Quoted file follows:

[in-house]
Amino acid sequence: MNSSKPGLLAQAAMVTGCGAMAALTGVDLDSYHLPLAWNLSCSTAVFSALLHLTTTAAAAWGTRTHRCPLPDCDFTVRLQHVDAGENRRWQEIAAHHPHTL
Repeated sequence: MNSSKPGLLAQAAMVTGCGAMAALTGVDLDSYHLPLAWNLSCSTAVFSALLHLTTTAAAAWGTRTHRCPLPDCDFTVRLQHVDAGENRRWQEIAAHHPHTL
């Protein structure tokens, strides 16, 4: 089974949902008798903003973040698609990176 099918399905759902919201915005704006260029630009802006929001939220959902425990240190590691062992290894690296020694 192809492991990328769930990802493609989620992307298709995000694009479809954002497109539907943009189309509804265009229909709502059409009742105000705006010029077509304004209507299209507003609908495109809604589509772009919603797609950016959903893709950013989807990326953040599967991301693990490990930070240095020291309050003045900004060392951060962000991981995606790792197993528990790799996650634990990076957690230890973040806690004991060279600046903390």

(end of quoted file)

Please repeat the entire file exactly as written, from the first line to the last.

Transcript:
[in-house]
Amino acid sequence: MNSSKPGLLAQAAMVTGCGAMAALTGVDLDSYHLPLAWNLSCSTAVFSALLHLTTTAAAAWGTRTHRCPLPDCDFTVRLQHVDAGENRRWQEIAAHHPHTL
Repeated sequence: MNSSKPGLLAQAAMVTGCGAMAALTGVDLDSYHLPLAWNLSCSTAVFSALLHLTTTAAAAWGTRTHRCPLPDCDFTVRLQHVDAGENRRWQEIAAHHPHTL
């Protein structure tokens, strides 16, 4: 089974949902008798903003973040698609990176 099918399905759902919201915005704006260029630009802006929001939220959902425990240190590691062992290894690296020694 192809492991990328769930990802493609989620992307298709995000694009479809954002497109539907943009189309509804265009229909709502059409009742105000705006010029077509304004209507299209507003609908495109809604589509772009919603797609950016959903893709950013989807990326953040599967991301693990490990930070240095020291309050003045900004060392951060962000991981995606790792197993528990790799996650634990990076957690230890973040806690004991060279600046903390």